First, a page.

NFL And YouTube Punch Sunday Ticket, Finalizing Deal For Package After Drawn-Out Negotiations With Multiple Bidders

The NFL and Google have sealed a multi-year agreement giving YouTube TV and YouTube Primetime Channels exclusive rights to the NFL Sunday Ticket package in the U.S.

The pact, which takes effect in 2023, replaces a partnership between the league and DirecTV since the introduction of the Sunday Ticket package — which delivers out-of-market games to subscribers — in 1994. The NFL had held talks for months with multiple bidders, indicating last summer that it would likely head to a streaming service. Streaming has been a priority of the league given the surge in spending by digital players on live sports. Amazon, which now has exclusive rights to Thursday night games, was in the mix for Sunday Ticket, as was Apple.

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Pricing details have not been announced. On DirecTV, it cost $293 for a basic subscription at the start of this season. Financial terms for the rights were also not revealed in the announcement, but the deal is sure to be worth many billions for the league. DirecTV was understood to be paying $1.5 billion a season for the package. A tranche of long-term media deals set by the NFL last year netted about $110 billion, an acknowledgement of the league’s continued dominance in the linear ratings. Legalized betting has enhanced interest even more in offerings like Sunday Ticket.

“We’re excited to bring NFL Sunday Ticket to YouTube TV and YouTube Primetime Channels and usher in a new era of how fans across the United States watch and follow the NFL,” NFL Commissioner Roger Goodell said. “For a number of years we have been focused on increased digital distribution of our games and this partnership is yet another example of us looking towards the future and building the next generation of NFL fans.”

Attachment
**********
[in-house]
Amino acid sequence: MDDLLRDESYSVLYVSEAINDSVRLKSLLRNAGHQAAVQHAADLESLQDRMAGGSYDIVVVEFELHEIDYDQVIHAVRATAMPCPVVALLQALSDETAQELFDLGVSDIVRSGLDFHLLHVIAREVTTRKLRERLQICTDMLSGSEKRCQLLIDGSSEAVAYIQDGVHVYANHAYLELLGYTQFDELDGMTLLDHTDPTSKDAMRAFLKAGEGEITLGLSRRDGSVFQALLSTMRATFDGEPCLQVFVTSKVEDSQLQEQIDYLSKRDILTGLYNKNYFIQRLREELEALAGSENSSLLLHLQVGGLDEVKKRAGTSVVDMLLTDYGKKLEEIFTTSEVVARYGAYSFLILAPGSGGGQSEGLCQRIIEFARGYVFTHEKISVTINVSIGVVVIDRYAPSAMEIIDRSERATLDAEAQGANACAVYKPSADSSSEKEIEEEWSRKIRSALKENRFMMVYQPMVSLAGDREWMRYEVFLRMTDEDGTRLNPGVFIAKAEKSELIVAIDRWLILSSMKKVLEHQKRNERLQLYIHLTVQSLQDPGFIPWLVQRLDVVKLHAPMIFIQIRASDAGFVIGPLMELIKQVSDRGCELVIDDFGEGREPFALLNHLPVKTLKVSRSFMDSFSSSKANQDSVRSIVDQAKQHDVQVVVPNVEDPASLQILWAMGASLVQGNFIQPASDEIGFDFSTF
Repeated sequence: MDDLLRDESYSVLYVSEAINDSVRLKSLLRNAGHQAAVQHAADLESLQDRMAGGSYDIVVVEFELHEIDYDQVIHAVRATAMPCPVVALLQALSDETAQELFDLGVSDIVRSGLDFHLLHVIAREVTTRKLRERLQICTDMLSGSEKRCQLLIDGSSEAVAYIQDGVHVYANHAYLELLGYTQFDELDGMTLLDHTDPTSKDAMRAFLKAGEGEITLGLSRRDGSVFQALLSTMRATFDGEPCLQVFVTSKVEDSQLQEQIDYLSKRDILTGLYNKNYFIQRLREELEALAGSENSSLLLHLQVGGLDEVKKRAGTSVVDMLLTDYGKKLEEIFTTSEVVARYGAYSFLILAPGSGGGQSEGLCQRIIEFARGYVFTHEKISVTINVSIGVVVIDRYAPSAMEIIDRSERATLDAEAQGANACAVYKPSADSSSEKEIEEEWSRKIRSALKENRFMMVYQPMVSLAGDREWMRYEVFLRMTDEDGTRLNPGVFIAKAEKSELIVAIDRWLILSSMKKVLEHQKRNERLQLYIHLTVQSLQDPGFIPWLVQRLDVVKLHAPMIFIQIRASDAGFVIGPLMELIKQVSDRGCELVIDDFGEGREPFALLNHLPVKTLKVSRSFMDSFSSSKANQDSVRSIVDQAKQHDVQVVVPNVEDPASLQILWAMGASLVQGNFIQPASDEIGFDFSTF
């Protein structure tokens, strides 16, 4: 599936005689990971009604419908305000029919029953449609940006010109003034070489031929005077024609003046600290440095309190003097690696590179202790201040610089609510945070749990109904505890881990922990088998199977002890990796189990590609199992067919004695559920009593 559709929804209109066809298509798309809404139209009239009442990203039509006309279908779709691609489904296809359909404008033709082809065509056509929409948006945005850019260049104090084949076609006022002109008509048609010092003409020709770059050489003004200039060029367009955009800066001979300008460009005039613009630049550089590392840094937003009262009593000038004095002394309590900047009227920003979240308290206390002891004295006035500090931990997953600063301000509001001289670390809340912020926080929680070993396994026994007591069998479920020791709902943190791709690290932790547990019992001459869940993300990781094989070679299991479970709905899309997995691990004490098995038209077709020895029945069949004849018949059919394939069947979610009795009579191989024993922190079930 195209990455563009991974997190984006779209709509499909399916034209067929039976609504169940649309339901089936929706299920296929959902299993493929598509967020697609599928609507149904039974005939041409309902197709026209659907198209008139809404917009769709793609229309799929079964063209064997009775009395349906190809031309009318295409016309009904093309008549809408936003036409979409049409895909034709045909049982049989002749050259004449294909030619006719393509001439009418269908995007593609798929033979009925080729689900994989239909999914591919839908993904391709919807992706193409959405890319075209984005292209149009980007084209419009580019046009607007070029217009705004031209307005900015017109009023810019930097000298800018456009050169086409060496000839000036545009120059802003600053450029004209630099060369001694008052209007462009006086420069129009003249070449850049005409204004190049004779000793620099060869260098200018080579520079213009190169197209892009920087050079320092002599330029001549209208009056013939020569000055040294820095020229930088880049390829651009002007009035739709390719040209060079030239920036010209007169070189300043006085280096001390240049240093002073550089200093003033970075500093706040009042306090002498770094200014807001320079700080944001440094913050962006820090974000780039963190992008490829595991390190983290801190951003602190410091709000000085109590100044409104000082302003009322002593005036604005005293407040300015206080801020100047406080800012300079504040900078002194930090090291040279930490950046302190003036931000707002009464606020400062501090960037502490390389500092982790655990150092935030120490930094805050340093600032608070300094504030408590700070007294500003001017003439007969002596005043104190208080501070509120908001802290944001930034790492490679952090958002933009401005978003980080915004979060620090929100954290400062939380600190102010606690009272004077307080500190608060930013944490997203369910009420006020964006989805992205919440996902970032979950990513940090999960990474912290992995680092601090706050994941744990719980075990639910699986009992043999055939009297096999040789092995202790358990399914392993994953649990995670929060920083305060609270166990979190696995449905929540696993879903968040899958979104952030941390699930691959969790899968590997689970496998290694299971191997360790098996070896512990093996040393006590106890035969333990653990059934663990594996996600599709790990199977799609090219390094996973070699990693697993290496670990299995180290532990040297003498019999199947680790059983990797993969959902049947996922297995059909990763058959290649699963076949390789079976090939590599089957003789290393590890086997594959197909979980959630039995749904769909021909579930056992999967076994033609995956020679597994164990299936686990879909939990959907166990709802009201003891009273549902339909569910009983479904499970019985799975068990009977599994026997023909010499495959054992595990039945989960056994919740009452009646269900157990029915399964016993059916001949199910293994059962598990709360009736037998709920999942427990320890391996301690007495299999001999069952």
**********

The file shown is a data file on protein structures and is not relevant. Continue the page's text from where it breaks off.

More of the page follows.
The package will be available through YouTube’s pay-TV bundle, which now has more than 5 million subscribers, or as a standalone offering on YouTube Primetime Channels. The announcement of the deal promised “additional features and functionality” before the debut next season.

“YouTube has long been a home for football fans, whether they’re streaming live games, keeping up with their home team, or watching the best plays in highlights,” said Susan Wojcicki, CEO of YouTube. “Through this expanded partnership with the NFL, viewers will now also be able to experience the game they love in compelling and innovative ways through YouTube TV or YouTube Primetime Channels. We’re excited to continue our work with the NFL to make YouTube a great place for sports lovers everywhere.”

Although streaming is a focus for the NFL, the league said it will work with YouTube to figure out a way to deliver Sunday Ticket to commercial establishments such as bars and restaurants. (DirecTV wound up handling that end of Thursday Night Football despite Amazon’s splashy multi-billion-dollar rights acquisition.)

The Sunday Ticket agreement will also include a carriage renewal for NFL Network and NFL RedZone on YouTube TV. YouTube and the NFL also said they will “facilitate exclusive access to official content and attendance opportunities” for select YouTube Creators at NFL tentpole events.

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